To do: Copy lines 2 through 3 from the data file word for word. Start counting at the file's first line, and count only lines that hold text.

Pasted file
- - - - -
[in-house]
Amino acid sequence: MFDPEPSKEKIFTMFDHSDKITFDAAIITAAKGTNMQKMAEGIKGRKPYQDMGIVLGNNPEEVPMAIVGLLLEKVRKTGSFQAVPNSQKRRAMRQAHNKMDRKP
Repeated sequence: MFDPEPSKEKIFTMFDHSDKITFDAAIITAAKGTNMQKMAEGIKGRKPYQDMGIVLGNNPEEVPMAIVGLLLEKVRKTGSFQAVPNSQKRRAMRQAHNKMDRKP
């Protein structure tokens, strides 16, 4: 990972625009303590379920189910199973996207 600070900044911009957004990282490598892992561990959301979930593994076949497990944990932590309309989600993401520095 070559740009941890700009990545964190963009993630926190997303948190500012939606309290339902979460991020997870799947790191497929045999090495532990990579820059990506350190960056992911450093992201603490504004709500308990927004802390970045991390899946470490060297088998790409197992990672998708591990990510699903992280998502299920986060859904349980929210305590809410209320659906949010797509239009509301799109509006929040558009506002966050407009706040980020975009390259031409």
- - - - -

Amino acid sequence: MFDPEPSKEKIFTMFDHSDKITFDAAIITAAKGTNMQKMAEGIKGRKPYQDMGIVLGNNPEEVPMAIVGLLLEKVRKTGSFQAVPNSQKRRAMRQAHNKMDRKP
Repeated sequence: MFDPEPSKEKIFTMFDHSDKITFDAAIITAAKGTNMQKMAEGIKGRKPYQDMGIVLGNNPEEVPMAIVGLLLEKVRKTGSFQAVPNSQKRRAMRQAHNKMDRKP